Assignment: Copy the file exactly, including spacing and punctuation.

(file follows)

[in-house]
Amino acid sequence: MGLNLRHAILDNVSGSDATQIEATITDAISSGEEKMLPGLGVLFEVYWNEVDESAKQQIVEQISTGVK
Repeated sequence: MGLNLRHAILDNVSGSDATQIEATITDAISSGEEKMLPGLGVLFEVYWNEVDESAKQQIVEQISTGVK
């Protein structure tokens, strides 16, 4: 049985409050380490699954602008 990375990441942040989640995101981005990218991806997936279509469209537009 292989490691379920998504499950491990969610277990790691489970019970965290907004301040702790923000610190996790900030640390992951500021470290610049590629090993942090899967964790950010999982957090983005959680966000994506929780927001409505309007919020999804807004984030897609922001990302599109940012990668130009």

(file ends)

[in-house]
Amino acid sequence: MGLNLRHAILDNVSGSDATQIEATITDAISSGEEKMLPGLGVLFEVYWNEVDESAKQQIVEQISTGVK
Repeated sequence: MGLNLRHAILDNVSGSDATQIEATITDAISSGEEKMLPGLGVLFEVYWNEVDESAKQQIVEQISTGVK
């Protein structure tokens, strides 16, 4: 049985409050380490699954602008 990375990441942040989640995101981005990218991806997936279509469209537009 292989490691379920998504499950491990969610277990790691489970019970965290907004301040702790923000610190996790900030640390992951500021470290610049590629090993942090899967964790950010999982957090983005959680966000994506929780927001409505309007919020999804807004984030897609922001990302599109940012990668130009």